Coming to a desert far, far away from you?
What’s the News:Server farms
are the Hummers of the information age: they use a substantial 1.5% of the world's electricity, and that number's growing fast
. But by sticking them out in the middle of sunny, windy nowhere, computer scientists posit, we could make use of renewable energy that’s otherwise too far from civilization to be used. How the Heck:
In a paper to be presented at May’s HotOS conference, computer scientists suggest setting up a pair of data-processing centers in Egypt and in Australia and running them on solar and wind power generated on the spot.
The crux of the situation is that connecting these sites to a power grid would be hugely expensive (thought that hasn't stopped some countries from considering it), but since fiber-optic cable is inexpensive, sending data there and back would be comparatively cheap.
In essence, it’s easier to move photons, which can carry bits of information, than electrons, which make up electricity, the lead researcher told Technology Review.
Not So Fast:
Moving data centers into the hinterland makes a lot of sense in some ways, but there are other considerations. For one, who’s going to move all the way out there to tend them?
Keeping all those servers cool has been said to eat up 50% of the electricity such centers need—in fact, Iceland has proposed that its chilly climate makes it an ideal place for server farms. Would moving them into a desert like southwestern Australia cause those costs to skyrocket?
Furthermore, if the centers run on renewables, customers might not be able to rely on them at all times, meaning that they’d have to be used mainly on less time-sensitive number crunching.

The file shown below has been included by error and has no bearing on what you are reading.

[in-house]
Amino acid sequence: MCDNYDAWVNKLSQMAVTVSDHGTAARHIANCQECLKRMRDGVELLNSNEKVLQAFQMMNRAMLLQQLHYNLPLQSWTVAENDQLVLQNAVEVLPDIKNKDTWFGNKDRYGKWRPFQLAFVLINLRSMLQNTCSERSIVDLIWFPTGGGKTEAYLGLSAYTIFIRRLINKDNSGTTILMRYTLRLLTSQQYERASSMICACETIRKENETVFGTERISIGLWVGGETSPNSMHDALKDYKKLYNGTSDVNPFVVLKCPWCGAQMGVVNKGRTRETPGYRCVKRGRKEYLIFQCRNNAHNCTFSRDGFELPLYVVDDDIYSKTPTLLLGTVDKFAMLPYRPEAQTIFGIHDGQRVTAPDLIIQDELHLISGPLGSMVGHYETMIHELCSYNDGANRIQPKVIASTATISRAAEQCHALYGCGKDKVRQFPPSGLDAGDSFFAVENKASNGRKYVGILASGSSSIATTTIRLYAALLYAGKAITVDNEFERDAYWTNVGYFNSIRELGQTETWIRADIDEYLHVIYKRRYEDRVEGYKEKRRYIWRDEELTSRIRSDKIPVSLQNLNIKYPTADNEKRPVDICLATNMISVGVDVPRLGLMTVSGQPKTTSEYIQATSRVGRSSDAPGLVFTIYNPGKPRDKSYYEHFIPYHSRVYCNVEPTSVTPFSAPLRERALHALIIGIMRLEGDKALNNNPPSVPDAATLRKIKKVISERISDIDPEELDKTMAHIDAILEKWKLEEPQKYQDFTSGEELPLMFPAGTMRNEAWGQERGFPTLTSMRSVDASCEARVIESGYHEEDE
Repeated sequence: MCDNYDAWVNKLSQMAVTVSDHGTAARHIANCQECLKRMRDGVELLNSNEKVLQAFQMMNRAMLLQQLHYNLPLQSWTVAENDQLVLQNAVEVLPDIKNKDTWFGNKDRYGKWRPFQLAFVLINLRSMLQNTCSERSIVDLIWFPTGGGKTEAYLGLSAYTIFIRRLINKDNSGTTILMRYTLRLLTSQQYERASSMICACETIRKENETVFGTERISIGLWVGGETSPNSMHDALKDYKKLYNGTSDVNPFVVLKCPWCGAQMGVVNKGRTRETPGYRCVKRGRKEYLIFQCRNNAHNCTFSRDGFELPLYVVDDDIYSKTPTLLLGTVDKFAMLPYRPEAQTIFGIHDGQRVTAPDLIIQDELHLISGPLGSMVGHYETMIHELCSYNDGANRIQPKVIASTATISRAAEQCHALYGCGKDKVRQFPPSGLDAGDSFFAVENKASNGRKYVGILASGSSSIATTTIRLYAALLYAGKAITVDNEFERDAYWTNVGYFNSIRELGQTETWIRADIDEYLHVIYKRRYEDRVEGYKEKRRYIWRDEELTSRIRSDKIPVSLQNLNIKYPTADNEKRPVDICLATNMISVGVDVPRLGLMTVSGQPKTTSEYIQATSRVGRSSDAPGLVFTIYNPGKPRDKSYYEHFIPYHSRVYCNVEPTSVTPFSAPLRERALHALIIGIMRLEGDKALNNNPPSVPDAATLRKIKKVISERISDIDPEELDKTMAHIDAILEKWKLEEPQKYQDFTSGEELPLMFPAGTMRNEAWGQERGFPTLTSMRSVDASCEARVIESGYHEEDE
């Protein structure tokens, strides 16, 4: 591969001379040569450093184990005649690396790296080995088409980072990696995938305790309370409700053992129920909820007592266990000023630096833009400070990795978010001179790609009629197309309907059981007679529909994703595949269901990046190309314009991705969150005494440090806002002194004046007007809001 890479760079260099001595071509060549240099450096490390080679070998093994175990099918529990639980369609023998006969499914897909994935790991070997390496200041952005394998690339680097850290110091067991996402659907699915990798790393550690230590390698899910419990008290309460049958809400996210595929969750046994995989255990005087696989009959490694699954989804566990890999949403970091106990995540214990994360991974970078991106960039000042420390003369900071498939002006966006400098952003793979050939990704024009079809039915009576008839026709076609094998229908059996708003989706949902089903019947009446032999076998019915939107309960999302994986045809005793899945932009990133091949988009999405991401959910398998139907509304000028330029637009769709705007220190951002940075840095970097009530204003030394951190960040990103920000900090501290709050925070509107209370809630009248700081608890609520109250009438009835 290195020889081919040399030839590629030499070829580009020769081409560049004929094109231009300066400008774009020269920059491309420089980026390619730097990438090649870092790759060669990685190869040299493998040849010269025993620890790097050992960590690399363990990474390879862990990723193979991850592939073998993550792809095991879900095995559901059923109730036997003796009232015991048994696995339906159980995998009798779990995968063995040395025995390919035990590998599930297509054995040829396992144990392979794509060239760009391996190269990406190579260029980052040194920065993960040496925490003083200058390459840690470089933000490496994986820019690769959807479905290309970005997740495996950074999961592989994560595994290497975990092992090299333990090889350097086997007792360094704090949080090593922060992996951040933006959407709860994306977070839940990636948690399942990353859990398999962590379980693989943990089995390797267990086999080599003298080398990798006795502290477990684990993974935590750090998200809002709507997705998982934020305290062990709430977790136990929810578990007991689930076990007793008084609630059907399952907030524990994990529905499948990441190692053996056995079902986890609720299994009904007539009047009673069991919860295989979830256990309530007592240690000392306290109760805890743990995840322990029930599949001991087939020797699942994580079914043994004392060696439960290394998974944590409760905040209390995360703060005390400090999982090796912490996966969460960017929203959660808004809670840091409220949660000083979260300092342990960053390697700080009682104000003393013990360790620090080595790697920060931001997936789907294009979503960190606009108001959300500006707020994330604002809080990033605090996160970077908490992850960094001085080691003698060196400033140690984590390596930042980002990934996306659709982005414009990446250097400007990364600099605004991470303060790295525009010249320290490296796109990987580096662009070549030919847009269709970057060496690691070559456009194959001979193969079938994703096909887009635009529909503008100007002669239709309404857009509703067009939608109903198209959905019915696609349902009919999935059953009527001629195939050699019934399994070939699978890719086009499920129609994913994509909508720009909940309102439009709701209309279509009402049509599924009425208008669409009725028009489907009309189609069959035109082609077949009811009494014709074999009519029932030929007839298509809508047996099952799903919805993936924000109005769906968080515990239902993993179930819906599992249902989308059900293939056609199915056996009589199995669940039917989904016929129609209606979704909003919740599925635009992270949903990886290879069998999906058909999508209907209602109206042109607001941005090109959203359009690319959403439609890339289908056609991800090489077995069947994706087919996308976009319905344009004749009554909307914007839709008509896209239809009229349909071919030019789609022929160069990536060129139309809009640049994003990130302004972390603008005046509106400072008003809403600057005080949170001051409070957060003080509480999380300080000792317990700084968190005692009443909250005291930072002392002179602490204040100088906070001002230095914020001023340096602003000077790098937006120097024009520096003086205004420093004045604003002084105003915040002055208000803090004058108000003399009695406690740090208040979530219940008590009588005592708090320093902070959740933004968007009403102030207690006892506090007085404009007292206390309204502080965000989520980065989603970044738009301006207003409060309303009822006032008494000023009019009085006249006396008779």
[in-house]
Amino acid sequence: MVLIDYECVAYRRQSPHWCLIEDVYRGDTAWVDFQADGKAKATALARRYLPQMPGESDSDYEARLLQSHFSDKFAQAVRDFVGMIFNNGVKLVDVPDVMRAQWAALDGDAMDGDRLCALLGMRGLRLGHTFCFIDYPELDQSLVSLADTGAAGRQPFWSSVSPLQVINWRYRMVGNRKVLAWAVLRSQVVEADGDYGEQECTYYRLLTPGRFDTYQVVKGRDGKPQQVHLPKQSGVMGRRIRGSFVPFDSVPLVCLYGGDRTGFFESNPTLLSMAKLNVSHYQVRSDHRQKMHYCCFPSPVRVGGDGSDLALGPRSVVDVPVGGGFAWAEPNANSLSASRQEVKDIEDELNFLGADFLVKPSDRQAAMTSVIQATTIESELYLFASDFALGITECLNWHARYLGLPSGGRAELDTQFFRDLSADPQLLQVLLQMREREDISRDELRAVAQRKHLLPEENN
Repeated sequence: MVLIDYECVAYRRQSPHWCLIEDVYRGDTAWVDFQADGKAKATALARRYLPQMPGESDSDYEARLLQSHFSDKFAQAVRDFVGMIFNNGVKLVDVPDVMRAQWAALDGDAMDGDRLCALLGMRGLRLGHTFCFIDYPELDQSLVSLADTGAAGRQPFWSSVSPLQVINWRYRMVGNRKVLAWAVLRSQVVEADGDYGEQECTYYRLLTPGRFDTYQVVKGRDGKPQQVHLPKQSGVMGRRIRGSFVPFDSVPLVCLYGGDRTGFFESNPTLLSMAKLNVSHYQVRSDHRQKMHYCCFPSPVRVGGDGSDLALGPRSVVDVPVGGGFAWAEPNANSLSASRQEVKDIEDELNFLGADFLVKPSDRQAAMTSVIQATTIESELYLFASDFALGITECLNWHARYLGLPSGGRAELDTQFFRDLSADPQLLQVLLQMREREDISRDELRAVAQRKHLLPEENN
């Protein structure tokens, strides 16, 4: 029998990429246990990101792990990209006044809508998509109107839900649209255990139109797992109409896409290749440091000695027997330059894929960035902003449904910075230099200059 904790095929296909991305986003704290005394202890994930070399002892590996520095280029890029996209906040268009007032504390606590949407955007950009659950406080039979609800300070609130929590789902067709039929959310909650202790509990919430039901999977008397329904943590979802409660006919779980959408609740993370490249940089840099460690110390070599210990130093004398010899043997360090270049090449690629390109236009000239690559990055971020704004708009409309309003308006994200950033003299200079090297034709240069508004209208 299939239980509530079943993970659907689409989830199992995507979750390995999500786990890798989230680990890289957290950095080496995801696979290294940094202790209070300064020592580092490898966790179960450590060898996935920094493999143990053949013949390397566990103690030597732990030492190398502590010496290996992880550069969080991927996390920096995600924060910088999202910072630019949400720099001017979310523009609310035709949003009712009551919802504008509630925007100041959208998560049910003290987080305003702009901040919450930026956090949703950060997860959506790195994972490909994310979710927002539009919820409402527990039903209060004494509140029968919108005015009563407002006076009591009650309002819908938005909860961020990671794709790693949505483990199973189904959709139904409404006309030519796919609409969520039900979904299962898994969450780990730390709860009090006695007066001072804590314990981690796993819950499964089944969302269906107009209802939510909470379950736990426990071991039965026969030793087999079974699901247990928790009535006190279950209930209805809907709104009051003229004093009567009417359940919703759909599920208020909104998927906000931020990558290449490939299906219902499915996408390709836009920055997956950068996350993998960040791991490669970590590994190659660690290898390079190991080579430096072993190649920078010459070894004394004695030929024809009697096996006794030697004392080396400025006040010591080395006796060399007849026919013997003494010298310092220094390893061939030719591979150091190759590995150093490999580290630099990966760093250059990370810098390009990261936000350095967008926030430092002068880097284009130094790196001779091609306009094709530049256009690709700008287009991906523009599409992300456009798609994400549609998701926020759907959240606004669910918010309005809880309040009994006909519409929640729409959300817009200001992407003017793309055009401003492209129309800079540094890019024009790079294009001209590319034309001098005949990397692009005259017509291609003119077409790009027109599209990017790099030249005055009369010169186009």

The Future Holds: We might be closer to doing this than we think. At least one company is already running its network of data centers with renewables, and they have figured out a way to solve the problem of reliability, according to Technology Review
The network uses supervisor software to shift computing according to the availability of wind and solar power at various sites, and, says Martin Brooks, an independent research consultant working on the GreenStar Network, this works well enough to allow the network to handle even finicky applications like running a video server. The video, says Brooks, doesn't skip even as the virtual machines hosting it are transferred, over an ultrafast fiber-optic network, between servers thousands of miles apart. "We have certainly had people consider [this project] outlandish, but we live it every day, so we don't think that way," he says.
As for the desert angle, no one seems to be doing it yet—but it seems worth a try.